Justin Delgado is husband to Kacie Doyle-Delgado, diagnosed at age 11. After more than a decade together, he considers himself to be an expert carb counter and Dexcom inserter. He graduated with his Master of Science in Finance from the University of Utah in 2013 and has been working in commercial banking since then. He attended his first Friends for Life conference in 2015 and is looking forward to volunteering with the teens.
January 16, 2007
Behavior, Hyperglycemia and DKA
Question from Lithia, Florida, USA:
I have recently come across a child on an insulin pump. He has ADD and is non compliant with his diabetes care. I think he is suspending the delivery of insulin. His blood sugars are high, between 195 mg/dl [10.8 mmol/L] and 550 mg/dl [30.6 mmol/L]. The child is destroying his health and school performance. He is overweight and intelligent. I suspect he does not feel the symptoms of highs because they are so commonplace. I suspect the child is playing with the pump. His mom is not asserting her authority. I am trying to get her to put him on ADD medication, thinking this will help. The mom says she tried medications, but they were not helpful. What should I do? The child needs help.
On most pumps, you can check the history to see if he is suspending the delivery of insulin. You cannot, however, find out if he is actually disconnecting the pump and delivering the insulin into the air. I assume you are the school nurse. You are in a difficult position. If you check the pump’s history, you may be able to document that he is suspending delivery and then, of course, you should let the parents know and send them a letter, in writing, to document exactly what you found in the pump’s history after you speak to them. In the letter, you can suggest that they show this letter to the doctor and offer to speak to the doctor directly yourself and ask for written permission to speak to the doctor. If you can document that he is purposely not giving his insulin, you may want to suggest to the parents that they discuss going back to injections (assuming that the parents will supervise his injections at home and preferably even give the injections themselves). If you notify the doctor directly instead of the parents, you may further anger the parents and get less cooperation (and probably due to HIPAA rules, you aren’t allowed to contact the doctor without the parents’ permission except in a medical emergency or to clarify a written order and the doctor may not be able to talk to you without written permission from the parents except in an emergency or to clarify a written order). I know when a school nurse wants to discuss social/family issues with me, I always ask for written permission from the parents. You could, however, ask the parents for written permission to discuss the child’s management with the doctor and these compliance issues would obviously be part of his management.
If you can’t prove that he is suspending the delivery of insulin, you must be careful. Some children with diabetes do have wide swings even when they are reasonably compliant (though not usually to 500 mg/dl [27.8 mmol/L], unless they are sick). If he is overweight, he is getting in more insulin and food than he needs. Perhaps he is “eating up to his insulin” – taking more insulin than he needs to match food that would keep his weight normal; the insulin is increasing his appetite and he is eating too much to prevent from going low. Or, perhaps he is having a lot of lows and then rebounding high after the lows. Or, perhaps your suspicions are correct and he is either suspending insulin delivery, or not giving insulin when he eats (again, this can be confirmed by checking the pump history) or disconnecting his catheter and delivering the insulin into the air, which you can’t confirm.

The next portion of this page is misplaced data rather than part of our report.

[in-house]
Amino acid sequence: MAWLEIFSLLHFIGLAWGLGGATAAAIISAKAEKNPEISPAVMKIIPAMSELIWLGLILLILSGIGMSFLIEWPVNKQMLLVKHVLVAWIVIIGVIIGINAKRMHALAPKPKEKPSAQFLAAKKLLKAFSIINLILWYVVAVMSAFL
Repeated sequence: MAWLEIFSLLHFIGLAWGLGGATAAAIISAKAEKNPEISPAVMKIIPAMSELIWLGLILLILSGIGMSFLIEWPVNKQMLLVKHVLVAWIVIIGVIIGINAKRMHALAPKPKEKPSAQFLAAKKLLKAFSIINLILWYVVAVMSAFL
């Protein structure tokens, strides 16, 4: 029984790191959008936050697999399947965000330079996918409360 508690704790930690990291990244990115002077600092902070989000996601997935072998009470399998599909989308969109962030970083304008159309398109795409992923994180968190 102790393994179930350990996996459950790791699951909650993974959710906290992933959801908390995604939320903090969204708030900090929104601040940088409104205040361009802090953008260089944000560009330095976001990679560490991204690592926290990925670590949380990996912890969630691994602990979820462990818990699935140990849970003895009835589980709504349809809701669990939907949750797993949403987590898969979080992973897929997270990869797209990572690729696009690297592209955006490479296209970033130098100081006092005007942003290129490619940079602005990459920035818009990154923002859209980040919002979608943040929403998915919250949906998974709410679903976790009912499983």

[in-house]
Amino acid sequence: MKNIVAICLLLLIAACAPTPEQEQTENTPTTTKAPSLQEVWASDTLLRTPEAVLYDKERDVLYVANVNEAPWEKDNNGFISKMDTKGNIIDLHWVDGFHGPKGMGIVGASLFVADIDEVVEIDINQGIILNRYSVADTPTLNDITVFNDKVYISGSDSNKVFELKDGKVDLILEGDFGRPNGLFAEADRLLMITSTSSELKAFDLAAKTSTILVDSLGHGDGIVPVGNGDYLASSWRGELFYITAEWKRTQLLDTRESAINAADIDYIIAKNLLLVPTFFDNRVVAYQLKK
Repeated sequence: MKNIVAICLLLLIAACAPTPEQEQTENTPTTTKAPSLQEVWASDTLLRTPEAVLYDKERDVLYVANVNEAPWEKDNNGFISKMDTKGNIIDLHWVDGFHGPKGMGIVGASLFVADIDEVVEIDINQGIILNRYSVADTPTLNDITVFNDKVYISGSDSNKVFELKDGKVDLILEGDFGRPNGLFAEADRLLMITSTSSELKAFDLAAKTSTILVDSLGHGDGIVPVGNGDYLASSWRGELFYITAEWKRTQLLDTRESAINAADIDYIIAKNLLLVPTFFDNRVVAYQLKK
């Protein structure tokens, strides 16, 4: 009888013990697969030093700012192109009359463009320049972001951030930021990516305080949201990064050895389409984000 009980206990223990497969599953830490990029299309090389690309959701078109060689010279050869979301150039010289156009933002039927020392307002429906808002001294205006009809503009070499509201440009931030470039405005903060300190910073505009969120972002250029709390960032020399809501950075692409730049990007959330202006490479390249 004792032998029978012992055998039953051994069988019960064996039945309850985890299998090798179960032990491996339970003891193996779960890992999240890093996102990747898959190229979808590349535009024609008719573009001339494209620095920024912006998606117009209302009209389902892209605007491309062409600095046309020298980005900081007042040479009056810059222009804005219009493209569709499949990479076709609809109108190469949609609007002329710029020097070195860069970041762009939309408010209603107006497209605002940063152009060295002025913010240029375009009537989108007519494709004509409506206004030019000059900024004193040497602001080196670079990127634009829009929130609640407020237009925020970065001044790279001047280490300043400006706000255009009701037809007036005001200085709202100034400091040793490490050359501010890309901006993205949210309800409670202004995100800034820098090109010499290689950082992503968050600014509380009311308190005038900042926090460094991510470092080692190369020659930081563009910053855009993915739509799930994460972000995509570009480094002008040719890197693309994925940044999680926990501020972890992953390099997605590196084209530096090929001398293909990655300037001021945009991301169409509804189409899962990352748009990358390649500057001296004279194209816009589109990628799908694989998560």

Additional comments from Dr. David Schwartz:
Don’t know THE answer, but “someone” placed the child on the pump. Talk to that healthcare provider and find the history and rationale. From just the little bit you’ve written, this child should not be on a pump in my opinion. The pump REQUIRES someone to be in charge. For a mature young person or adult, the person in charge is the patient him/herself. For the younger child, the person in charge is a responsible adult.
This child has no one in charge and the adult is not in charge either. Family counseling would be appropriate, in my opinion. The patient is not flying solo with diabetes here. Diabetes in children is a family’s chronic illness.
Additional comments from Dr. Linda DiMeglio:
I would speak to the representatives from the pump company and see if they can download the pump. The pump history from the download will tell you all about when the pump has been suspended or not and the history of all the boluses. You can also look at the delivered doses as basal and boluses and see if the basal rates delivered match the settings if a download were not immediately possible.
Additional comments from Debbie Butler, MSW, LICSW, Licensed Clinical Social Worker:
It sounds like this child may not be safe to be on the pump. I wonder if he should be switched to injections and then you can ask his parents to give the injections or at least supervise the injections.
[Editor’s comment: Please discuss this with the school counselor, should one exist. Perhaps the counselor will be able to help with this situation. As for checking the pump history, this is only possible if the child is willing to give you physical access to his pump. This may be another issue with which a counselor could help.